Interview: Magda Biernat

Katie Guth: Personally, I find myself drawn to your work mainly based on the content and the eye you have for what is captured within the frame. What is it that intrigued you to do some of your personal work and how did you come across the different subject manner, especially the work in ‘inhabited’ and ‘quietly forgotten’?

Magda Biernat: As an architectural photographer I am always drawn to interesting structures and buildings. I am always on a lookout for an interesting design. While traveling I usually research sites that might be of interest to me, but many things are also lucky encounters, things I run into by accident.

Red Shirt © Magda Biernat

Katie Guth: I noticed that you grew up in Poland and began your photographic studies there. What drew you to the United States? Since you’ve spent so much time in both countries, I’m curious to know the differences in photographic style, or teachings, if there is any?

Magda Biernat: Yes, I studied photography in Poland, but I also recently finished my MFA program in New Media, which was partly taught in Berlin and partly in New York. School in Poland gave me a pretty good base in photography – history, techniques, etc. But back then I was mostly doing black and white photography, spending many hours in the darkroom. I think teaching over here is a bit different, less traditional and more conceptual. Not focusing on theory so much but your own way of thinking and creating.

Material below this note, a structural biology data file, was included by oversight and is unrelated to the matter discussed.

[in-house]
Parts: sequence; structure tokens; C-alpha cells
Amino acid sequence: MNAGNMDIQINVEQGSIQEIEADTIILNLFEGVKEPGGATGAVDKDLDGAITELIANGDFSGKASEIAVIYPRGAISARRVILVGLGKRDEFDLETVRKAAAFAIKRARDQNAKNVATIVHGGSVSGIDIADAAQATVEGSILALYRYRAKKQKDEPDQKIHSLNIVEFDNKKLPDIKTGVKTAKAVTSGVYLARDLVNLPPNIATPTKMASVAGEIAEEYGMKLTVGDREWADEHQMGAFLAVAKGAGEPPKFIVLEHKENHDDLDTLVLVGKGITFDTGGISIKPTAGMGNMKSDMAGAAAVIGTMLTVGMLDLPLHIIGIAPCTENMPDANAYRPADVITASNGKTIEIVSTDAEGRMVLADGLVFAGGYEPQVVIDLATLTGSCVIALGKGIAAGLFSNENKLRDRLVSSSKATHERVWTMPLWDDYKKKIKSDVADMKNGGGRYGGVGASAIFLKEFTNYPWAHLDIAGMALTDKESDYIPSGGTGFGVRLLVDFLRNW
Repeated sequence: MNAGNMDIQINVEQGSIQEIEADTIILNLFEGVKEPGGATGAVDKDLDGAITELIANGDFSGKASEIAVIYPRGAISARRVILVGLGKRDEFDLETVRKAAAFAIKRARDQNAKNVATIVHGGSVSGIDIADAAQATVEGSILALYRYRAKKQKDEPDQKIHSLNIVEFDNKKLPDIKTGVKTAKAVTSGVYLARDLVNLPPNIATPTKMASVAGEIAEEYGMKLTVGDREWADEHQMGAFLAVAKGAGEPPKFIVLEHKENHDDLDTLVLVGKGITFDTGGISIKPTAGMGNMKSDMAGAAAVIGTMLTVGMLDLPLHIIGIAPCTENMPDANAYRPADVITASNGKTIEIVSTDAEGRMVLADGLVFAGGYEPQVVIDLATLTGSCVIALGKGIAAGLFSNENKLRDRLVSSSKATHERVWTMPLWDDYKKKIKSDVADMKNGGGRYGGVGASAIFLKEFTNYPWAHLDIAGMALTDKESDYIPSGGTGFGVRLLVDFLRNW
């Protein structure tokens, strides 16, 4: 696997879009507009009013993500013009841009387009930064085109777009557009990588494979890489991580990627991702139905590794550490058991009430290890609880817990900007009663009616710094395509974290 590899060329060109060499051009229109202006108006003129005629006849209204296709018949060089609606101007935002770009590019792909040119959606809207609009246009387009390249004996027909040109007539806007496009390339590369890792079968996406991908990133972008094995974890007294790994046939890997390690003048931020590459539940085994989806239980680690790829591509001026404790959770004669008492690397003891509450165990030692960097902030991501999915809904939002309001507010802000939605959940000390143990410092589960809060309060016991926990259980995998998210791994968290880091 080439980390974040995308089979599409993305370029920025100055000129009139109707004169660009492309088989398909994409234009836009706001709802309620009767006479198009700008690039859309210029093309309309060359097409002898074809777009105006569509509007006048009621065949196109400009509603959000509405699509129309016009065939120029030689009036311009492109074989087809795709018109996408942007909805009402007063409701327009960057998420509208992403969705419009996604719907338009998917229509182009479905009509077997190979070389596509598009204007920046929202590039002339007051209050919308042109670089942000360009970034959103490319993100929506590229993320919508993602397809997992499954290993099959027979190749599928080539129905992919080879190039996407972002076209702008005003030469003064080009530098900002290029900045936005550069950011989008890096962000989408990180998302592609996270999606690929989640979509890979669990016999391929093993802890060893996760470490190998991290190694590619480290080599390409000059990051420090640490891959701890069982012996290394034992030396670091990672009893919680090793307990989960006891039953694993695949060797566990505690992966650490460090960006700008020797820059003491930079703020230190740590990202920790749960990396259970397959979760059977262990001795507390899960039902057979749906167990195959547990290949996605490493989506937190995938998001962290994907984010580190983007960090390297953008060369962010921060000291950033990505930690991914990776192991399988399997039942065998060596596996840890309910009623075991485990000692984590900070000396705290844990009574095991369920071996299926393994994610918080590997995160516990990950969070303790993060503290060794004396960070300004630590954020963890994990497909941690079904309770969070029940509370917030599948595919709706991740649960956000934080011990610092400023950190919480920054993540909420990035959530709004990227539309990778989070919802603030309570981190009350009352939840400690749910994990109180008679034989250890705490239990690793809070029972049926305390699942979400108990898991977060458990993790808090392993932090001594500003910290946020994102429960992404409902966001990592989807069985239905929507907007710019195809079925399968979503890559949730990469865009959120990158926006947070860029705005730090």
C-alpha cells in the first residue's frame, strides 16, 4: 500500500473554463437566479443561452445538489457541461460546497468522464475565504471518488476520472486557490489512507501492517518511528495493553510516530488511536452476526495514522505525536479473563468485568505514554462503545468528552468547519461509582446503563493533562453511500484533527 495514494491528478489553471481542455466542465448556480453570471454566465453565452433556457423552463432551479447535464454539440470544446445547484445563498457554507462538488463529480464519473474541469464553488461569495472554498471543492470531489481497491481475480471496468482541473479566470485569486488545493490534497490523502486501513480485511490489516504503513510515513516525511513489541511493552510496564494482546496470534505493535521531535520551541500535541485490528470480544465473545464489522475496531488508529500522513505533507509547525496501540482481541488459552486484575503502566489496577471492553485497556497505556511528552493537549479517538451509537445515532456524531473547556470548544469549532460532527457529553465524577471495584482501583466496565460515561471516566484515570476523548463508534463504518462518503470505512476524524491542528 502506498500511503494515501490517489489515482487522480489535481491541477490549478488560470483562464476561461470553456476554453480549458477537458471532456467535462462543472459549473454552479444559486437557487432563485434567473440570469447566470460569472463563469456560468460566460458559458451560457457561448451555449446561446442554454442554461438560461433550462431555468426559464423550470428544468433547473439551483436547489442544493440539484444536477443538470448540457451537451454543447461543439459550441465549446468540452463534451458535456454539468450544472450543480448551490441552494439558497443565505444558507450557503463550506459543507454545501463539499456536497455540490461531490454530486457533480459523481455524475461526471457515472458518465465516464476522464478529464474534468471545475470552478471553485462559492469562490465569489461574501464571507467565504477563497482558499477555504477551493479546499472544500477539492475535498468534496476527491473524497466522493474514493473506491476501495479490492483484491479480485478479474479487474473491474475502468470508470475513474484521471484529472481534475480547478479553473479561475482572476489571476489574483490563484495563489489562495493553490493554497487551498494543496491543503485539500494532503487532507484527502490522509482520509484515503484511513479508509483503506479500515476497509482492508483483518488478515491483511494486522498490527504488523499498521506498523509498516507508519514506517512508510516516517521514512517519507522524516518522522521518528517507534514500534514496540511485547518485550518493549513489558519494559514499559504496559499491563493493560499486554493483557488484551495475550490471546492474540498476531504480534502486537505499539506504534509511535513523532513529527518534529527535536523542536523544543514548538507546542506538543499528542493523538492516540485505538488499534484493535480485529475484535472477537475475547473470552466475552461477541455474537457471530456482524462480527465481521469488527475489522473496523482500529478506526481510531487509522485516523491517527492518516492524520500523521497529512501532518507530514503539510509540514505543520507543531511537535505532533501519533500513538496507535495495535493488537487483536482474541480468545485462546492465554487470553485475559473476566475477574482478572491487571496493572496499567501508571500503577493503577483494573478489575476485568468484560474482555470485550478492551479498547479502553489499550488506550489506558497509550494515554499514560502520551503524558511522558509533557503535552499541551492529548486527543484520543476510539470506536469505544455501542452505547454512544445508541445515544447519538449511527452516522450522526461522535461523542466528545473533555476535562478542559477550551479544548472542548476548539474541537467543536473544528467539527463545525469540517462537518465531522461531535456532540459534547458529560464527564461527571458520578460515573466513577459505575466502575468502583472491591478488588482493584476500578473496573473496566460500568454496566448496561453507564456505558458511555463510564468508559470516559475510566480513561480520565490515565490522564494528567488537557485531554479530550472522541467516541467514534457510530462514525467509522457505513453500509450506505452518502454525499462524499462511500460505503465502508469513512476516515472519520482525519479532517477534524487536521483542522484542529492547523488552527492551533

Salvation Army © Magda Biernat

Katie Guth: When studying photography, was working for magazines something that you saw yourself doing? Did working with the different magazines benefit or play off of your personal style or goals as a photographer?

Magda Biernat: I don’t think I ever thought of myself as an editorial photographer. While studying photography I wasn’t sure what I would end up doing. When I first moved to New York I worked at Magnum Photos and there I realized that black and white documentary photography was not for me, so I decided to change my path and turned towards architectural photography instead. I took a workshop with Norman McGrath and soon after started assisting him on numerous jobs. Almost at the same time I started working as a photo editor at Metropolis Magazine, which is all about architecture and design, which gave me yet another perspective on that field.

Untitled © Magda Biernat

Katie Guth: After I graduate in May, I have hopes and some plans to travel to different countries, which I know is something you took time away to do. Was this more of a career goal or personal goal for you? Also, what was one of your best career oriented experiences while traveling and do you have any recommendations?

Magda Biernat: It was mainly my personal goal. I always wanted to travel for an extended period of time and taking one year off was the best thing I have done. The body of work I came back with also helped me place my work in a New York gallery and show it in different countries. My career as a fine art photographer started with that body of work.

As for recommendations, just be open to things that happen to you.

Katie Guth: I’m currently in my senior year of my undergrad program; what would you suggest or advise to someone about to graduate in photography?

Magda Biernat: Be passionate about what you are doing. When you don’t love what you do, it is never going to “the best”.

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